The bulls that were plowing into Fitbit Inc (NYSE:FIT) headed into Thursday’s post-close earnings report are likely regretting that decision now. After gaining 5% during regular trading hours, Fitbit stock is now tanking the tune of 13% in pre-market action when disappointing results were underscored by even more disappointing guidance.
The end of the world for Fitbit? No. If nothing else, Fitbit is a powerful brand name that will always be able to leveraged somehow.
But, with hopes that its relatively new Ionic smartwatch would mark the end of waning revenue and lingering losses, last quarter’s shortcomings largely confirm many shareholders’ worst fears.
FIT Stock Earnings Recap
For the quarter ending in December, Fitbit turned $570.8 million worth of revenue into an operating loss of two cents per share. The bad news is, those numbers were less than the figures analysts were expecting. The pros were modeling a breakeven on $588.1 million in sales.
The even-worse news is, sales were down (again) on a year-over-year basis, versus a top line of $573.8 million for the comparable quarter of 2016.
All told, Fitbit sold 5.4 million wearable devices, down from 6.5 million devices for the fourth quarter of 2016.
Average selling prices were up year-over-year, however, to $102 thanks to the recent introduction of the $300 Ionic. The company’s first true entry into the smartwatch race fairly well dominated by high-end choices from Apple Inc. (NASDAQ:AAPL), and then low-end choices from Xiaomi and Huawei.
Fitbit has defined itself as the top mid-priced provider, but has yet to prove the mid-price market is worth addressing.
Co-founder and CEO James Park commented on the fourth-quarter numbers:
“We made important progress in 2017 under rapidly changing market conditions. We delivered on our full-year guidance and drove down operating expenses while continuing to invest in innovation. We delivered important foundational assets with the launch of the Fitbit operating system and SDK, allowing us to scale future smartwatches quickly and deliver dynamic experiences for users. We also made progress in integrating into the healthcare system, with strategic collaborations with United Healthcare and Dexcom, and acceptance into the FDA’s digital health pre-certification program.”
The sharp post-close decline in the price of Fitbit stock following Monday’s gain during regular trading hours speaks volumes about last quarter’s results, but perhaps says even more about investors’ opinion of Fitbit’s future.
Guidance-wise, the company is calling for sales of between $240 million and $255 million, down between 15% and 20% from Q1 2017’s top line. That’s expected to translate into a loss of between 18 cents and 21 cents. For the full year, Fitbit is calling for sales of around $1.5 billion, versus 2017’s total of $1.61 billion.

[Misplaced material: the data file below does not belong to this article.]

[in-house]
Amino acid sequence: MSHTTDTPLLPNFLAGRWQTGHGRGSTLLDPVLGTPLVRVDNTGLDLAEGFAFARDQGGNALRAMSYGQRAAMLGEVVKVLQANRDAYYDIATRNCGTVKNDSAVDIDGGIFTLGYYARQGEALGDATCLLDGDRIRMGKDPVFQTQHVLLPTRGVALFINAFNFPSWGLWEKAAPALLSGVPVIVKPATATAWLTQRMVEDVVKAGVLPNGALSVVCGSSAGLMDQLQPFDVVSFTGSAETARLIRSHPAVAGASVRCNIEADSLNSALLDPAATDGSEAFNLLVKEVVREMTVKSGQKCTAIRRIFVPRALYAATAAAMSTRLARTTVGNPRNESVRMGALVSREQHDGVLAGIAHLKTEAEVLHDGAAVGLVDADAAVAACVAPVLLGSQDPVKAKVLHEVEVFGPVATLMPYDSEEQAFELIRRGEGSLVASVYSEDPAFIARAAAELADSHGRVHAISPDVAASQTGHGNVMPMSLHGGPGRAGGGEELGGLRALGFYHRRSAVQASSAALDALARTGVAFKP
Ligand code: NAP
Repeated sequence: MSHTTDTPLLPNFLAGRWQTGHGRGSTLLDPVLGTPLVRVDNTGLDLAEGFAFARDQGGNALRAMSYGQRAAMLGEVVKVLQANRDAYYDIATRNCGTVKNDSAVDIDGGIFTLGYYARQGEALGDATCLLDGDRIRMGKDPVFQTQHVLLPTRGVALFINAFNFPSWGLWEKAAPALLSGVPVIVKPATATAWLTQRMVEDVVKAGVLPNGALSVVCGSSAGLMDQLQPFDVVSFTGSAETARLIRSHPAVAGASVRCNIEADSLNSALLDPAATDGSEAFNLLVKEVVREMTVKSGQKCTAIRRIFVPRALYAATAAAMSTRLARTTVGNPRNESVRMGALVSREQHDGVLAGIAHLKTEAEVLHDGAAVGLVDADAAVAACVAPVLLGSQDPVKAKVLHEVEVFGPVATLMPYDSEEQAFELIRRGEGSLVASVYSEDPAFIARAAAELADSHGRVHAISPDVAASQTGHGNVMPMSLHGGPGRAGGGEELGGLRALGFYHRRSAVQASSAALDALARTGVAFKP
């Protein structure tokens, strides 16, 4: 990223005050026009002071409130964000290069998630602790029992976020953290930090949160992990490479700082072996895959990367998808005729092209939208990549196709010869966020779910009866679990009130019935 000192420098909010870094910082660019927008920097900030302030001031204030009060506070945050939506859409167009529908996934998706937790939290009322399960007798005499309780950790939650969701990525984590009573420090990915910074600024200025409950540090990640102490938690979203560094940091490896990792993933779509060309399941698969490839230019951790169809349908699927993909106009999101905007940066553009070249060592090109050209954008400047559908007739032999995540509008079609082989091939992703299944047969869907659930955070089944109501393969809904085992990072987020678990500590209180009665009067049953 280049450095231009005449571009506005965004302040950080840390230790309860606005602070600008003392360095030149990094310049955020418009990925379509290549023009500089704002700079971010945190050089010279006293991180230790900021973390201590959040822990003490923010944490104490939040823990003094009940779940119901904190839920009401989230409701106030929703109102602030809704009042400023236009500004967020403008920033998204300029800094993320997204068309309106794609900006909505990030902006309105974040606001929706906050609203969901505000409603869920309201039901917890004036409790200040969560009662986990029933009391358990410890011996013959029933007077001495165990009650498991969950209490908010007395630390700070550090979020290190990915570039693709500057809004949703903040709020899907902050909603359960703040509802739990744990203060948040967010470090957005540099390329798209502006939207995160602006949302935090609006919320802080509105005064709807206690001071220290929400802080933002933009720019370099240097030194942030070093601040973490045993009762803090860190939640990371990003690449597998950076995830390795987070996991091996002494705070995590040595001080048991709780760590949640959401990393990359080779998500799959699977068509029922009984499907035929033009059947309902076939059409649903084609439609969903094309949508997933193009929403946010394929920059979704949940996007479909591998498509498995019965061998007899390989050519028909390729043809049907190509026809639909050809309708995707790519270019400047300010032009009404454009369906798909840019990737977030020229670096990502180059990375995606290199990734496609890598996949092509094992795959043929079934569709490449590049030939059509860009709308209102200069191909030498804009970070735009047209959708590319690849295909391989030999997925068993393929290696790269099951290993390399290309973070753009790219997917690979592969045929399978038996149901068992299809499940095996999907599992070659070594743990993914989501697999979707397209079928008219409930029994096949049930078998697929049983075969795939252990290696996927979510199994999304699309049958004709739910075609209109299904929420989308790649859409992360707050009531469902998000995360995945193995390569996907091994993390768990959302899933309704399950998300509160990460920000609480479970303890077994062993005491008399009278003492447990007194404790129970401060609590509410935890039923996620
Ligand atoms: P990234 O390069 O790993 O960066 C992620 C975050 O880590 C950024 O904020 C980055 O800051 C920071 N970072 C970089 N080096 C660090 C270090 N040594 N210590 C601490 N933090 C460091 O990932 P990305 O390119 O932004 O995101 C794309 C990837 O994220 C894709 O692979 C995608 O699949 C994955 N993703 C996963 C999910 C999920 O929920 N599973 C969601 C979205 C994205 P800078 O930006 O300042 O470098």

The outlook is understandably discouraging, particularly in light of the smartwatch outlook.
Tech research firm CCS Insight’s recent outlook for the smartwatch market suggests sales should reach 71 million devices this year and ramp up to 140 million units in the year 2022. It doesn’t appear Fitbit — and the ballyhooed Ionic in particular — is expected to catch much (if any) of that wave.
The company does have something of an ace up its sleeve. That is, a pivot toward a more clinical use of its fitness trackers. Park mentioned partnerships with DexCom, Inc. (NASDAQ:DXCM) and UnitedHealth Group Inc (NYSE:UNH), but could have also mentioned the recent acquisition of Twine Health — the developer of a platform built from the ground up to create and deliver data to caregivers (and insurers) in a HIPAA-compliant way.
Still, that’s a market Apple’s smartwatches are penetrating as well, and it would take little for Alphabet Inc (NASDAQ:GOOG, NASDAQ:GOOGL) to turn up the heat on its Android Wear platform with a little help from its healthcare-technology arm.
Bottom Line for Fitbit Stock
In retrospect, last quarter’s tepid results shouldn’t come as a complete surprise. Consumer technology analysis organization Canalys reported earlier this month that Apple’s smartwatch outsold all others during the holiday quarter, beating a record previously held by Fitbit despite the debut of the Ionic just a few weeks prior.
It’s a strong sign that the smartwatch from Fitbit just didn’t excite consumers, who were willing to pay up for a premium brand or who were content with the $15 Mi Band fitness tracker from Xiaomi.
Further turning would-be buyers off were whispers that the Ionic was difficult to connect with a user’s wireless service.
Park aims to wade deeper into smartwatch waters, adding to his comments, “In 2018 we’ll focus on managing down expenses, continuing to expand in the smartwatch category and supporting our engaged global community on their health and fitness journeys.”
But in many regards, the Ionic was the company’s last chance to prove to the market a mid-priced option was marketable and functional. From here, any meaningful growth will almost have to be driven by healthcare-oriented and partner-pushed devices.
As of this writing, James Brumley did not hold a position in any of the aforementioned securities. You can follow him on Twitter, at @jbrumley.